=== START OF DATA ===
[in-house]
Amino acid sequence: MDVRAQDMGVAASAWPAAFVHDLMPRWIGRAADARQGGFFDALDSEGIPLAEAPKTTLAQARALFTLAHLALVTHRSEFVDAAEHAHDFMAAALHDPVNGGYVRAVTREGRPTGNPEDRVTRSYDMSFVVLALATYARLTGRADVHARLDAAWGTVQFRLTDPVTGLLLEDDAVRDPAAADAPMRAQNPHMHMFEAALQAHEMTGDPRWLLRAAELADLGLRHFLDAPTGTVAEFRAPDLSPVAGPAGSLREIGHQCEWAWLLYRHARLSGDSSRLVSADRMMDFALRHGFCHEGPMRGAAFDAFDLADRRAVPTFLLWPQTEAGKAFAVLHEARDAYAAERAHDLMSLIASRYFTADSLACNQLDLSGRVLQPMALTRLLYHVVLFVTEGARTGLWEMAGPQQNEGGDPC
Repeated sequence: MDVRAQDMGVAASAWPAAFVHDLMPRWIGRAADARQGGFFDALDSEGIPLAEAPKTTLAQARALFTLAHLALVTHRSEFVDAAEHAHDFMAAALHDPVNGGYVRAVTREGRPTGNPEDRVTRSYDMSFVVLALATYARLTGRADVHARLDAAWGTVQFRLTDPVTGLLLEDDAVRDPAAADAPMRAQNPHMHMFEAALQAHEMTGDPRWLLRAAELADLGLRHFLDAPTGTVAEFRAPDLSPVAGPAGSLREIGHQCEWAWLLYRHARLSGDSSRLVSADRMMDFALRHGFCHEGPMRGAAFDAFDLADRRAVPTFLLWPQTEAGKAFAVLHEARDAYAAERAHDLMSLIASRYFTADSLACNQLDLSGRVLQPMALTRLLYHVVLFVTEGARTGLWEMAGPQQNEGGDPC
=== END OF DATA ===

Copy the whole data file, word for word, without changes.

[in-house]
Amino acid sequence: MDVRAQDMGVAASAWPAAFVHDLMPRWIGRAADARQGGFFDALDSEGIPLAEAPKTTLAQARALFTLAHLALVTHRSEFVDAAEHAHDFMAAALHDPVNGGYVRAVTREGRPTGNPEDRVTRSYDMSFVVLALATYARLTGRADVHARLDAAWGTVQFRLTDPVTGLLLEDDAVRDPAAADAPMRAQNPHMHMFEAALQAHEMTGDPRWLLRAAELADLGLRHFLDAPTGTVAEFRAPDLSPVAGPAGSLREIGHQCEWAWLLYRHARLSGDSSRLVSADRMMDFALRHGFCHEGPMRGAAFDAFDLADRRAVPTFLLWPQTEAGKAFAVLHEARDAYAAERAHDLMSLIASRYFTADSLACNQLDLSGRVLQPMALTRLLYHVVLFVTEGARTGLWEMAGPQQNEGGDPC
Repeated sequence: MDVRAQDMGVAASAWPAAFVHDLMPRWIGRAADARQGGFFDALDSEGIPLAEAPKTTLAQARALFTLAHLALVTHRSEFVDAAEHAHDFMAAALHDPVNGGYVRAVTREGRPTGNPEDRVTRSYDMSFVVLALATYARLTGRADVHARLDAAWGTVQFRLTDPVTGLLLEDDAVRDPAAADAPMRAQNPHMHMFEAALQAHEMTGDPRWLLRAAELADLGLRHFLDAPTGTVAEFRAPDLSPVAGPAGSLREIGHQCEWAWLLYRHARLSGDSSRLVSADRMMDFALRHGFCHEGPMRGAAFDAFDLADRRAVPTFLLWPQTEAGKAFAVLHEARDAYAAERAHDLMSLIASRYFTADSLACNQLDLSGRVLQPMALTRLLYHVVLFVTEGARTGLWEMAGPQQNEGGDPC